A child hands a toy to Archbishop Nicholas Chia during the offertory at the Dec 14 Mass. The toy symbolises the joys of childhood Afghan children have been deprived of.A child hands a toy to Archbishop Nicholas Chia during the offertory at the Dec 14 Mass. The toy symbolises the joys of childhood Afghan children have been deprived of.ARCHBISHOP Nicholas Chia expressed solidarity with Afghan refugees during a special Mass on Dec 14 and urged Singapore Catholics to take concrete action to help the needy and suffering and pave the way for peace. 

He set the tone for the event held at the Church Of St Bernadette when he said in the opening prayer: “We are appalled by the springing up in the world today of terrorist attacks and conflicts. But we must ask ourselves, ‘What can we do in such situations?’ ”

During the homily, he noted the pope’s concern for world peace that led him to designate Dec 14 a special day of prayer and fasting.

Said the archbishop: “The Sep 11 terrorist attacks brought about innumerable suffering, death, destruction of homes, sickness and disease, rendering millions of people starving and homeless.”

He noted how media reports made people aware of the Afghan situation. “We know what is going on but it is not enough to be aware. The important thing is to ask ourselves, ‘What are we doing about it?’

Quoting from the Letter Of St James, he said: “ Faith without good works is dead. It is not sufficient for us to say we are believers, we have faith...We have to live our faith. Faith must be concretised with action.”

The pope’s call to prayer and fasting is to help one do something concrete, he said. “We join in prayer for the suffering children of God, for although they are not Catholic, we know they are still children of God and we fast as an act of penance for our own sins of omission in failing to reach out to the needy.” What was saved in the fasting must be given to the poor and suffering, he added. '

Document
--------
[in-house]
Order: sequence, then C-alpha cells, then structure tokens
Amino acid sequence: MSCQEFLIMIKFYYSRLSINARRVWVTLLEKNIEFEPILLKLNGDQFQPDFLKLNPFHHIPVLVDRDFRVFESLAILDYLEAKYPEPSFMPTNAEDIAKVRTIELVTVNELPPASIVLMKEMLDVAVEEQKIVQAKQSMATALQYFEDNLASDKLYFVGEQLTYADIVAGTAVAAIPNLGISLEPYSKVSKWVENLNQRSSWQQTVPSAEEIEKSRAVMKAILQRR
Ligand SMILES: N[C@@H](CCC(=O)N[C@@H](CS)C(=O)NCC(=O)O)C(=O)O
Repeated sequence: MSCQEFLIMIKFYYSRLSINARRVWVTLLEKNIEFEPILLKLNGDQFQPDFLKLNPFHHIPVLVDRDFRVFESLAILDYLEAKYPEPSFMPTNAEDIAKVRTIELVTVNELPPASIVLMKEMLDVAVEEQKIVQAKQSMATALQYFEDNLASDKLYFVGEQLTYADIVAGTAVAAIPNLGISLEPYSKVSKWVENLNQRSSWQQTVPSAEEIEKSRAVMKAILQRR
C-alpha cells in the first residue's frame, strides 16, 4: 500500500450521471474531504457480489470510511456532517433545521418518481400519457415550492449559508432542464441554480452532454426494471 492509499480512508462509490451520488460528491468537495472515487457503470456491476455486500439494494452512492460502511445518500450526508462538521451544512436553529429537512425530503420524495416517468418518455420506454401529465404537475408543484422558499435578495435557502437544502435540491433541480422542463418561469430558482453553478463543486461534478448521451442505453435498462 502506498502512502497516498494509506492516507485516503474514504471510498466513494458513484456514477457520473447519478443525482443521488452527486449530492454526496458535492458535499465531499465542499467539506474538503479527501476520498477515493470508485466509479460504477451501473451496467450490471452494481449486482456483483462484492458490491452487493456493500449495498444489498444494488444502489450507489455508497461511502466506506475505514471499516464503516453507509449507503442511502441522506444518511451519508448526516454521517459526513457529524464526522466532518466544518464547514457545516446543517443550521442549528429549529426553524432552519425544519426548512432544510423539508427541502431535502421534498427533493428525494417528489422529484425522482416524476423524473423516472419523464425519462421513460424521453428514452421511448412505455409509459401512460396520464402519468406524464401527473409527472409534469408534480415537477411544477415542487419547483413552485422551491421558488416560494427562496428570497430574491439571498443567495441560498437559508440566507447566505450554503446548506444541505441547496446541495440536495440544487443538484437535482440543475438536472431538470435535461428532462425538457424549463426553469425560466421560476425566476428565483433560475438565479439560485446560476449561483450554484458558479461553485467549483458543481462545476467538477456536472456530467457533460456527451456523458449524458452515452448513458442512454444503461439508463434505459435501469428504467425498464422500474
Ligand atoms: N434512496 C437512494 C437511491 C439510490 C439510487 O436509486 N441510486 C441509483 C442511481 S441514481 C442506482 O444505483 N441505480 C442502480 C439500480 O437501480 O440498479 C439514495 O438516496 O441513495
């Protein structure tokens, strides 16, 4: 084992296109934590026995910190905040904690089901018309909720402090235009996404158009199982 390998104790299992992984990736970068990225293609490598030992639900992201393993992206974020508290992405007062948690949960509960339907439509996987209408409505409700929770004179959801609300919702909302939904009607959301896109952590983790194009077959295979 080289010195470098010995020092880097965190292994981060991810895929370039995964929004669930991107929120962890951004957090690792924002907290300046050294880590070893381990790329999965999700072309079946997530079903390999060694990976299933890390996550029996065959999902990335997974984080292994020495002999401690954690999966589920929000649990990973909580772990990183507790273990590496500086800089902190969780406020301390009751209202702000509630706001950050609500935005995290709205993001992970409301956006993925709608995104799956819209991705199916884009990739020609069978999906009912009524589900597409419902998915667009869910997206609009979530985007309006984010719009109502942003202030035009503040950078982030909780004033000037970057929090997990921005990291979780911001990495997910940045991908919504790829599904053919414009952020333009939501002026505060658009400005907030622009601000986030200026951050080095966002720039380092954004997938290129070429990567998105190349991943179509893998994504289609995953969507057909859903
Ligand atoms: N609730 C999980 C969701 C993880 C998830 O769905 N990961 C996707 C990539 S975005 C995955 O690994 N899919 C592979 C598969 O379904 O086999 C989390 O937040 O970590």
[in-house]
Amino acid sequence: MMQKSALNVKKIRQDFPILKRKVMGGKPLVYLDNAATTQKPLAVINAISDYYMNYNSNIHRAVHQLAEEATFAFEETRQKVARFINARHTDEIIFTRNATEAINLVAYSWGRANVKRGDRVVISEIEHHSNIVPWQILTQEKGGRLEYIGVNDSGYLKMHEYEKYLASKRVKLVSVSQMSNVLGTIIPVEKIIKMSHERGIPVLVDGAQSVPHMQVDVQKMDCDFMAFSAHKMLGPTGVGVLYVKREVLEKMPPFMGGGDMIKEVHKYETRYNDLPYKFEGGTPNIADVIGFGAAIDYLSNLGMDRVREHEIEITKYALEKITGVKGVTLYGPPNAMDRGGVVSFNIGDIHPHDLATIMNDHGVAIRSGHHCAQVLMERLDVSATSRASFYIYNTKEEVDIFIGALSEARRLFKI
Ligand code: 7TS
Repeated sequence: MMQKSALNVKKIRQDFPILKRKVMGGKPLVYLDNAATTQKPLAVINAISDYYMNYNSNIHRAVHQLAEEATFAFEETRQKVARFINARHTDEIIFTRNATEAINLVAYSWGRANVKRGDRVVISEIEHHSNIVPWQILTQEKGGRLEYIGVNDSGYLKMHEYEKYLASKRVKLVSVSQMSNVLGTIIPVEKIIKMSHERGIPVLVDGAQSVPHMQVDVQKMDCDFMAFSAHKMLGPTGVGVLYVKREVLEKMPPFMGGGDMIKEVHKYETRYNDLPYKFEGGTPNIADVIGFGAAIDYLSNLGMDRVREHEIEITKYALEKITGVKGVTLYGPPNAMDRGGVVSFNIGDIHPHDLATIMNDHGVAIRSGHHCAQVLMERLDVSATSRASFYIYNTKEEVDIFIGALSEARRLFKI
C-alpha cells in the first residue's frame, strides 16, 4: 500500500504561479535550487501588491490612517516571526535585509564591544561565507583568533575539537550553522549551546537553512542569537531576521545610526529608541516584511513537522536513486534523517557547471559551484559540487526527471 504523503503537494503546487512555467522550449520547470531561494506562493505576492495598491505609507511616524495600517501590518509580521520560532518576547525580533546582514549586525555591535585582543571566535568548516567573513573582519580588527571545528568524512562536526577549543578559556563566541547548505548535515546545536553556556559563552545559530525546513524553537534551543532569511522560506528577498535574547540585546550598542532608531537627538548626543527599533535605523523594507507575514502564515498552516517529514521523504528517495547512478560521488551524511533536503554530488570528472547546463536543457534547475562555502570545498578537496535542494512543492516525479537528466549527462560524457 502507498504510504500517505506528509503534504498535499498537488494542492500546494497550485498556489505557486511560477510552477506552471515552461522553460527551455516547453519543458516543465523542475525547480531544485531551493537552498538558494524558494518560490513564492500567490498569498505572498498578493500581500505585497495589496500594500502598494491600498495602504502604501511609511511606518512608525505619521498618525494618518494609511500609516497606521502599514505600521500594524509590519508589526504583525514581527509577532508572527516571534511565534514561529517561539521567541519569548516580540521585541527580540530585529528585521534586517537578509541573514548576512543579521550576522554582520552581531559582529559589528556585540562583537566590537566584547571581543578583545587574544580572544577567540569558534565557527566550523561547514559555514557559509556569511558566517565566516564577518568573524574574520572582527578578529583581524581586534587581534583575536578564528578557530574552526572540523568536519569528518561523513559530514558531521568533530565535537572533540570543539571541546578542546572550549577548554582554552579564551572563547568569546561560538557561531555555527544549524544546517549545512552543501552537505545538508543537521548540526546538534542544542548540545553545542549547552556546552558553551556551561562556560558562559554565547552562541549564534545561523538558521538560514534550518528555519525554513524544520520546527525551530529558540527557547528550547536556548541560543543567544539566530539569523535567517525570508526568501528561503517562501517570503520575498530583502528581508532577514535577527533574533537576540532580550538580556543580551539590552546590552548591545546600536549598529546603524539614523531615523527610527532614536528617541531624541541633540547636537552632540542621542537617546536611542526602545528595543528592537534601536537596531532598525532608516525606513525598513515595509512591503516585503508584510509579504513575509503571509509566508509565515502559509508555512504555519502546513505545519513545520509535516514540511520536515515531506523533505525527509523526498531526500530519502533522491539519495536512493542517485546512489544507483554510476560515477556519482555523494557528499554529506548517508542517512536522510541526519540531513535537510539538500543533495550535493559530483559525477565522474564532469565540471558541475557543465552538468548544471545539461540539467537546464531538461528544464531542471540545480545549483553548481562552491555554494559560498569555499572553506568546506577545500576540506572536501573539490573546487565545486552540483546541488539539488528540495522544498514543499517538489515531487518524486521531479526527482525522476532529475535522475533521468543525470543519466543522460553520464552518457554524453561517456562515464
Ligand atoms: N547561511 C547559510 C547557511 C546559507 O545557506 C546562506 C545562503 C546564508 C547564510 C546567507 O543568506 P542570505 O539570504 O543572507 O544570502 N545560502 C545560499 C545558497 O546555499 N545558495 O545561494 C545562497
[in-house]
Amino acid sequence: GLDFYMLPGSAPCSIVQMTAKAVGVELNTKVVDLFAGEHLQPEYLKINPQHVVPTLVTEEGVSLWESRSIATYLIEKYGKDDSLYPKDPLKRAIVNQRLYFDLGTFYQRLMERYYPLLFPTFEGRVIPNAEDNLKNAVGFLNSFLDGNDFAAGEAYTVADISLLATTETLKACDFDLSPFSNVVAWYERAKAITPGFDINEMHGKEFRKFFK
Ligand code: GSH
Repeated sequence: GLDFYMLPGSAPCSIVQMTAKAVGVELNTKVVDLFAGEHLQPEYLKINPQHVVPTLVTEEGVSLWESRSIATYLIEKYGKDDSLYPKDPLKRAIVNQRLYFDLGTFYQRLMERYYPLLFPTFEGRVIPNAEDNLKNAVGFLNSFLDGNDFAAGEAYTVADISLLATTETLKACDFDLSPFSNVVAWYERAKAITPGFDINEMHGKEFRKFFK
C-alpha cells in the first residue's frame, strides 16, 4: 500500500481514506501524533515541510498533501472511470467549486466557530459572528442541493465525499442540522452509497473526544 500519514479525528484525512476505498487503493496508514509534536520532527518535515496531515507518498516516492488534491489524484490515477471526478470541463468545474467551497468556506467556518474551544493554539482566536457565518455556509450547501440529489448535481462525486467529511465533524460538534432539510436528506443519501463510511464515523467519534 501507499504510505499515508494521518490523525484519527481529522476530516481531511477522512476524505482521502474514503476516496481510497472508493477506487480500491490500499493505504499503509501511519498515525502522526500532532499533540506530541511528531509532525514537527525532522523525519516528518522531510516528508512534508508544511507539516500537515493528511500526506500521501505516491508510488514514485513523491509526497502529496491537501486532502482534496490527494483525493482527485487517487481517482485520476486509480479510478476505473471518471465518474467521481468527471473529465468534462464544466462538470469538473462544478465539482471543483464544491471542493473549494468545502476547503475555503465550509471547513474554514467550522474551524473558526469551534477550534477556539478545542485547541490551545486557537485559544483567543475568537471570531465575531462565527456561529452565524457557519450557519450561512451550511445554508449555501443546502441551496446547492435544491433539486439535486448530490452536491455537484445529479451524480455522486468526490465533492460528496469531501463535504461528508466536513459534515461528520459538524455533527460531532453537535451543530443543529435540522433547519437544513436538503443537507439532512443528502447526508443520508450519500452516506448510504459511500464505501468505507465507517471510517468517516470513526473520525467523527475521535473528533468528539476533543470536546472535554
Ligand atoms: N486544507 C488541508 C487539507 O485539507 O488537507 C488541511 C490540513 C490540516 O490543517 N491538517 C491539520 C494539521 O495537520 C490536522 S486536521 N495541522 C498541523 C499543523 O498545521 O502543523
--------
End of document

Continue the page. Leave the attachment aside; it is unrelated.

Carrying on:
He urged the congregation to pray for world leaders to rely on God. “We must pray for the leaders who are so important to world peace, that they may be enlightened and know the way that God wants them to tread,” he said.

Jesus shows the way to lasting peace, but “He will need our cooperation for he has no hands and feet except yours and mine,” he stressed. Concelebrating with the archbishop were Monsignor Eugene Vaz, Frs Patrick Goh, Michael Arro, Anthony Ho, Paul Tong, Michael Sitaram, Joachim Chang, Luke Fong and Jesuit Father Colin Tan.

On Dec 10, the archbishop sent a note to parishes suggesting the setting up of a special collection box for the poor and suffering in conjunction with the pope’s call for prayer and fasting.

Mr Jimmy Lim, a Filipino professional, attended the Mass in solidarity with the Afghans. “I feel for the people. I understand their suffering,” he said, adding “it is a good idea to raise funds for the Afghans”.

Mr and Mrs Peter Tan, from the Church Of The Risen Christ, attended the Mass with their three daughters. “It is important for us to come together as a family, a small church, to join the big Church in the event,” he said, noting the happy faces of the congregation on a fasting day.

Mrs Sonia Aboud, a Brazilian who attends the Church Of St Ignatius Church, said: “I loved the Mass, it was very inspiring and timely. ” Her Canadian husband, Ken, added that the Mass “raised awareness of the plight of Afghan refugees. Now it is time to think about, pray about and most importantly, do something about their situation.”

Mr Richard Koh of the Church Of The Holy Trinity, said: “This is a very significant Mass. We should have this kind of Mass periodically to remind us of war-torn countries and the victims of war.”

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